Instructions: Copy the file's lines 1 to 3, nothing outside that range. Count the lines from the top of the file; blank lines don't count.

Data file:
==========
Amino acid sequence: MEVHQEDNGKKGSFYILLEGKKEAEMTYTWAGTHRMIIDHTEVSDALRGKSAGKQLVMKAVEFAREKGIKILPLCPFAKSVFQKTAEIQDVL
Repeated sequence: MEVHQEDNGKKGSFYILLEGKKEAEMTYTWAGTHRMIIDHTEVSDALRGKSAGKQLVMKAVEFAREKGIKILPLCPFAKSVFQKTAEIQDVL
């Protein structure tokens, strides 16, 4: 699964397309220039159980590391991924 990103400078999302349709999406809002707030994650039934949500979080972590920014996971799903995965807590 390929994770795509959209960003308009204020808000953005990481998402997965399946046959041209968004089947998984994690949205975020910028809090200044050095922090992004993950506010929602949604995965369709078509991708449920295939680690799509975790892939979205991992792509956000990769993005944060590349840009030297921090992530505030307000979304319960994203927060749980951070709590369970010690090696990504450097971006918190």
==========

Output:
Amino acid sequence: MEVHQEDNGKKGSFYILLEGKKEAEMTYTWAGTHRMIIDHTEVSDALRGKSAGKQLVMKAVEFAREKGIKILPLCPFAKSVFQKTAEIQDVL
Repeated sequence: MEVHQEDNGKKGSFYILLEGKKEAEMTYTWAGTHRMIIDHTEVSDALRGKSAGKQLVMKAVEFAREKGIKILPLCPFAKSVFQKTAEIQDVL
């Protein structure tokens, strides 16, 4: 699964397309220039159980590391991924 990103400078999302349709999406809002707030994650039934949500979080972590920014996971799903995965807590 390929994770795509959209960003308009204020808000953005990481998402997965399946046959041209968004089947998984994690949205975020910028809090200044050095922090992004993950506010929602949604995965369709078509991708449920295939680690799509975790892939979205991992792509956000990769993005944060590349840009030297921090992530505030307000979304319960994203927060749980951070709590369970010690090696990504450097971006918190």